Efforts to stop excavation at Point of the Mountain at a standstill

Published: Monday, June 17 2013 2:49 p.m. MDT

A hang glider at Point of the Mountain in Salt Lake County, Friday, June 14, 2013.

Mike Radice, Deseret News

DRAPER — Point of the Mountain is home to some of the best wind in the world, but efforts to preserve this recreational haven for paragliding and hang gliding have reached a stalemate with state and local officials.

Geneva Rock owns and mines the land, and it has the rights and the permits. What the paragliders and hang gliders want is for the land to remain untouched. They say construction will change the ridgeline, which is critical to helping paragliders catch the wind currents.

More than 10,000 people come here every year from around the world to jump off the side of a perfectly good mountain.

"For us, it is just life," said paraglider Sarah Child. "You know, we don't really remember life before flying, and we have a hard time thinking about life after flying.”

Life after flying could happen quickly for everyone. Geneva Rock is shearing away parts of the area in phases for mining operations, which, if it goes much further, could kill the windy mecca for flying.

"Land swap or purchase would be the only way Geneva would want to leave because they are well established here, they're settled in here, they own the land," said Chris Hunlow, writer from savesteepmountain.org.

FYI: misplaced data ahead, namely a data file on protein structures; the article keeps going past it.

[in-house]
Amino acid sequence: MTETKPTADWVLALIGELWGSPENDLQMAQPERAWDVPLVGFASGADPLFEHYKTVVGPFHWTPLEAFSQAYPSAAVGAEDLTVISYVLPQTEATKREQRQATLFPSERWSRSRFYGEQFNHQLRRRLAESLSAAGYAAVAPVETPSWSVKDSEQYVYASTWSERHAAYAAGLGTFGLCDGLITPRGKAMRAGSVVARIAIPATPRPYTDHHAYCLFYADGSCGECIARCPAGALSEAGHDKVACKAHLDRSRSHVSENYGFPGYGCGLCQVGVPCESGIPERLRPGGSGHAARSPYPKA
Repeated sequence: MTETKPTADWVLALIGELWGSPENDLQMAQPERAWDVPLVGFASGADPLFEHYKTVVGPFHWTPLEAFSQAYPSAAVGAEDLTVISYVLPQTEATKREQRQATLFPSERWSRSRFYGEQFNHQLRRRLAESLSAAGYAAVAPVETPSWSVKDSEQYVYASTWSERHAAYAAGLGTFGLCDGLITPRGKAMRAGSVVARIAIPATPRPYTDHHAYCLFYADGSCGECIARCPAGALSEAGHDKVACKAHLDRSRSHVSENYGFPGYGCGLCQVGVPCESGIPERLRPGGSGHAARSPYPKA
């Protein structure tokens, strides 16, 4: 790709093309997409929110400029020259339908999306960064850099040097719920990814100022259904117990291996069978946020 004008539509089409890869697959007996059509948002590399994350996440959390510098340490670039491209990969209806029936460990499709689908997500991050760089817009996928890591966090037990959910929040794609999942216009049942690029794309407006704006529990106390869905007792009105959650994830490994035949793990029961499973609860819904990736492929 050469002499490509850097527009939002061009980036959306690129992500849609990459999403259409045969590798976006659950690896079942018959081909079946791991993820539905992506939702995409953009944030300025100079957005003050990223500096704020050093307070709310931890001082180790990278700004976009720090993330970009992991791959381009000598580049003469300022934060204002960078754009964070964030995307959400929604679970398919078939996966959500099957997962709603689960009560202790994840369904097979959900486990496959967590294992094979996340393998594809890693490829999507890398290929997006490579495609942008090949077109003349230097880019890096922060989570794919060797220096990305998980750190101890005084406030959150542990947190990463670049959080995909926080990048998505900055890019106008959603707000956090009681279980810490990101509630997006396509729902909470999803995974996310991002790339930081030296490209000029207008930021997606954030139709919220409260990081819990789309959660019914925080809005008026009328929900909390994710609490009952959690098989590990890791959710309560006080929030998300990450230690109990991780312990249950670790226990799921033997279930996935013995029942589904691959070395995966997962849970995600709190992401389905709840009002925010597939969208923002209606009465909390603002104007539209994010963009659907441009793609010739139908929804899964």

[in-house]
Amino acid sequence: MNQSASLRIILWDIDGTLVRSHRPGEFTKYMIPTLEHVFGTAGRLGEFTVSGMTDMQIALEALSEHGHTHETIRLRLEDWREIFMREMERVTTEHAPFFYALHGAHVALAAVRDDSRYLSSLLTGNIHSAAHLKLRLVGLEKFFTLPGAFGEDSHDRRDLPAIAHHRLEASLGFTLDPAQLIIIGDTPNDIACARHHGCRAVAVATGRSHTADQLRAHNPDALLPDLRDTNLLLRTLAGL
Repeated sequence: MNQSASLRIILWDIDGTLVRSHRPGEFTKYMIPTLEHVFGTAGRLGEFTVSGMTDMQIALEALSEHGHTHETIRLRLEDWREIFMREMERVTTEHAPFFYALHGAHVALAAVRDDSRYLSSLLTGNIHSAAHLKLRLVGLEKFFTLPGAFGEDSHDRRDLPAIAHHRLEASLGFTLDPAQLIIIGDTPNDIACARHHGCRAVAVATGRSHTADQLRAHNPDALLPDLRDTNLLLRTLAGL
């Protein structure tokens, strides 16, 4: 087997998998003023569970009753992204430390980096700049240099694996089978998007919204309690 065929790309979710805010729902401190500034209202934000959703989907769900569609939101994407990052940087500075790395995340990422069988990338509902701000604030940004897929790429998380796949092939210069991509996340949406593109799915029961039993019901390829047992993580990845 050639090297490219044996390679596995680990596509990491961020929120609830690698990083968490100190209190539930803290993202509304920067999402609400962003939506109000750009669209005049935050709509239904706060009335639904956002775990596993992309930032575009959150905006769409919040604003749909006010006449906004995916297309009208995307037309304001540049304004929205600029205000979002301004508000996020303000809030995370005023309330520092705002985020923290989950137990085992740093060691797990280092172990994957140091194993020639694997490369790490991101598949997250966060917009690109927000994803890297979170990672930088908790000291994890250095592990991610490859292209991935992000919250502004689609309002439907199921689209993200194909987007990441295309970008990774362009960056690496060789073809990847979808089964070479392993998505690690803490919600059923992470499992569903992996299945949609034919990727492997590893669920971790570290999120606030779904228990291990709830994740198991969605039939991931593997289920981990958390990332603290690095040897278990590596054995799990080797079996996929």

The group from Save Steep Mountain first went to city leaders in Draper.

"But you go to the city and you ask them for help, they say, ‘We can't. You need to go to the state.' So, we asked the state for help, they say we need to go to the feds. We go to the federal government for help, they say we need to get it controlled by the state," Hunlow said.

Flight Park North is a Salt Lake County park, but until it has historic value recognized by the state, Geneva can keep mining away.

To its credit, the rock company has been more than willing to take less than what the land is worth to keep these flyers happy.

"It has been used since World War II. We're still using it today. Again, it's something that's rare around the world. So if we protect this and make it a historic spot, the state could adopt it as a park and we could turn this into a conservation effort, rather than a destruction," Hunlow said.

The flyers note a similar process occurred on the south side of Point of the Mountain, which has been designated as a state park and cannot be infringed upon by Geneva Rock.

Email: vvo-duc@deseretnews.com

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